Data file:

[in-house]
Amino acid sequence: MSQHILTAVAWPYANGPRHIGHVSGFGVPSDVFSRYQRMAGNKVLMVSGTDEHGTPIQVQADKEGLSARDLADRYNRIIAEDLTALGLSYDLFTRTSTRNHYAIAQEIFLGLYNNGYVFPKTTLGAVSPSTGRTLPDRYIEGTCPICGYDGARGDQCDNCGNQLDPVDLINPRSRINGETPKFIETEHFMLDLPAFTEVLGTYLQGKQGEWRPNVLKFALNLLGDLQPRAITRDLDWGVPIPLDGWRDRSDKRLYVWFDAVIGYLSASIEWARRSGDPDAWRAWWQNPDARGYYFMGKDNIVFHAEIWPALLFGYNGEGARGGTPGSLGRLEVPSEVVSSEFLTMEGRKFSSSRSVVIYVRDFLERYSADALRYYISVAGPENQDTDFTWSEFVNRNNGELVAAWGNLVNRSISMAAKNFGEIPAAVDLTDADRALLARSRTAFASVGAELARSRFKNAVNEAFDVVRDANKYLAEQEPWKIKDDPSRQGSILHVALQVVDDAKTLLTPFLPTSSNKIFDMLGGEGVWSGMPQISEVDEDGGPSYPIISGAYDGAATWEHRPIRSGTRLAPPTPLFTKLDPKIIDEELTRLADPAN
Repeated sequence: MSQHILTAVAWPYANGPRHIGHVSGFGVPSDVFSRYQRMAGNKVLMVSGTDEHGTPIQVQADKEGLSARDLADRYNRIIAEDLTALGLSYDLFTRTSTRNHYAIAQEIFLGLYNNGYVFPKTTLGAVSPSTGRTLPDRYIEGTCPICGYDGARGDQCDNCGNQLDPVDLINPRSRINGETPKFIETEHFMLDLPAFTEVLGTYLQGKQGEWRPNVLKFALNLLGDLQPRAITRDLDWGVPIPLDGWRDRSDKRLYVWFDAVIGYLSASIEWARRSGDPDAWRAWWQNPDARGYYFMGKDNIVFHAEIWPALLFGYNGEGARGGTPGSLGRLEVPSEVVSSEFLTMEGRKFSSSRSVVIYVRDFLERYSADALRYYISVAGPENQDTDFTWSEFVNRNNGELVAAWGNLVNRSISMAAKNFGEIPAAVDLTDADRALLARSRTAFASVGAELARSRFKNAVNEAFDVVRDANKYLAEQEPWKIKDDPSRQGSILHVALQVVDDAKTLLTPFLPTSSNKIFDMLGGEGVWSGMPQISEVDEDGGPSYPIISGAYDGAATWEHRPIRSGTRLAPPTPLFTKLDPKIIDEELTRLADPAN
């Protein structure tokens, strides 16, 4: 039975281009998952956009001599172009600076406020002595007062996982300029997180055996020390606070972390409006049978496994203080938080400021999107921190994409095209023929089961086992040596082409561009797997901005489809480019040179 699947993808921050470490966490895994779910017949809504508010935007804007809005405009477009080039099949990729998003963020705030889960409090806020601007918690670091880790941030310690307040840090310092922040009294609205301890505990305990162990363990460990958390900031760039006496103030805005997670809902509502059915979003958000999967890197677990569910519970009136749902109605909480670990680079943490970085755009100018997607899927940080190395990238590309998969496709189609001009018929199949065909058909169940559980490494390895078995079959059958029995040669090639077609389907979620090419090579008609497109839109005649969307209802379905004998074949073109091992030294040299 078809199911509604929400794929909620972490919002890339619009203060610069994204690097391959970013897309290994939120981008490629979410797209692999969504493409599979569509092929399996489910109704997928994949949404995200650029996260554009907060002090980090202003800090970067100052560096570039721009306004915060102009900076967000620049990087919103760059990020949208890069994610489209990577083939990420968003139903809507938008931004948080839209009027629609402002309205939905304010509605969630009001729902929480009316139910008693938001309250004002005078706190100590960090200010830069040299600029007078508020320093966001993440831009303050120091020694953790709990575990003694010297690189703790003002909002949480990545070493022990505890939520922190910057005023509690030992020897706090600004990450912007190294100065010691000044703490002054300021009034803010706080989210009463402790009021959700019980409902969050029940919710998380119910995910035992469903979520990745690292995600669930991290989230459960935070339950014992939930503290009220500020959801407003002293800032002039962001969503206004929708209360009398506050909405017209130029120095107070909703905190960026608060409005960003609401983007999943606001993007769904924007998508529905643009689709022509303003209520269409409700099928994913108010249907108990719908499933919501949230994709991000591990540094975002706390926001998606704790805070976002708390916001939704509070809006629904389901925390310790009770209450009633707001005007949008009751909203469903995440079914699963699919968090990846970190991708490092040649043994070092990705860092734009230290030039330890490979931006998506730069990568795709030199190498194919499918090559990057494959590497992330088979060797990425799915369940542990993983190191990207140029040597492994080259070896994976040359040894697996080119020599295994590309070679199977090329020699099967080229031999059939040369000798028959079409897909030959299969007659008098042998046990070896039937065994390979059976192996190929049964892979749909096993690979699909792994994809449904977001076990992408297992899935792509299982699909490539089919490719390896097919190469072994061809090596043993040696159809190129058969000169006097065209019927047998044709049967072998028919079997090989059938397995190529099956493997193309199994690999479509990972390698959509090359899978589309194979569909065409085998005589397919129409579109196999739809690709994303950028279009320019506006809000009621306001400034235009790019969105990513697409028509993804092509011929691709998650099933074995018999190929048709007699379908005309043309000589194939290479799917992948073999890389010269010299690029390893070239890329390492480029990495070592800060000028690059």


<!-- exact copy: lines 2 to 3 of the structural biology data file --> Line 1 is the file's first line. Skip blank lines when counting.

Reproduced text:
Amino acid sequence: MSQHILTAVAWPYANGPRHIGHVSGFGVPSDVFSRYQRMAGNKVLMVSGTDEHGTPIQVQADKEGLSARDLADRYNRIIAEDLTALGLSYDLFTRTSTRNHYAIAQEIFLGLYNNGYVFPKTTLGAVSPSTGRTLPDRYIEGTCPICGYDGARGDQCDNCGNQLDPVDLINPRSRINGETPKFIETEHFMLDLPAFTEVLGTYLQGKQGEWRPNVLKFALNLLGDLQPRAITRDLDWGVPIPLDGWRDRSDKRLYVWFDAVIGYLSASIEWARRSGDPDAWRAWWQNPDARGYYFMGKDNIVFHAEIWPALLFGYNGEGARGGTPGSLGRLEVPSEVVSSEFLTMEGRKFSSSRSVVIYVRDFLERYSADALRYYISVAGPENQDTDFTWSEFVNRNNGELVAAWGNLVNRSISMAAKNFGEIPAAVDLTDADRALLARSRTAFASVGAELARSRFKNAVNEAFDVVRDANKYLAEQEPWKIKDDPSRQGSILHVALQVVDDAKTLLTPFLPTSSNKIFDMLGGEGVWSGMPQISEVDEDGGPSYPIISGAYDGAATWEHRPIRSGTRLAPPTPLFTKLDPKIIDEELTRLADPAN
Repeated sequence: MSQHILTAVAWPYANGPRHIGHVSGFGVPSDVFSRYQRMAGNKVLMVSGTDEHGTPIQVQADKEGLSARDLADRYNRIIAEDLTALGLSYDLFTRTSTRNHYAIAQEIFLGLYNNGYVFPKTTLGAVSPSTGRTLPDRYIEGTCPICGYDGARGDQCDNCGNQLDPVDLINPRSRINGETPKFIETEHFMLDLPAFTEVLGTYLQGKQGEWRPNVLKFALNLLGDLQPRAITRDLDWGVPIPLDGWRDRSDKRLYVWFDAVIGYLSASIEWARRSGDPDAWRAWWQNPDARGYYFMGKDNIVFHAEIWPALLFGYNGEGARGGTPGSLGRLEVPSEVVSSEFLTMEGRKFSSSRSVVIYVRDFLERYSADALRYYISVAGPENQDTDFTWSEFVNRNNGELVAAWGNLVNRSISMAAKNFGEIPAAVDLTDADRALLARSRTAFASVGAELARSRFKNAVNEAFDVVRDANKYLAEQEPWKIKDDPSRQGSILHVALQVVDDAKTLLTPFLPTSSNKIFDMLGGEGVWSGMPQISEVDEDGGPSYPIISGAYDGAATWEHRPIRSGTRLAPPTPLFTKLDPKIIDEELTRLADPAN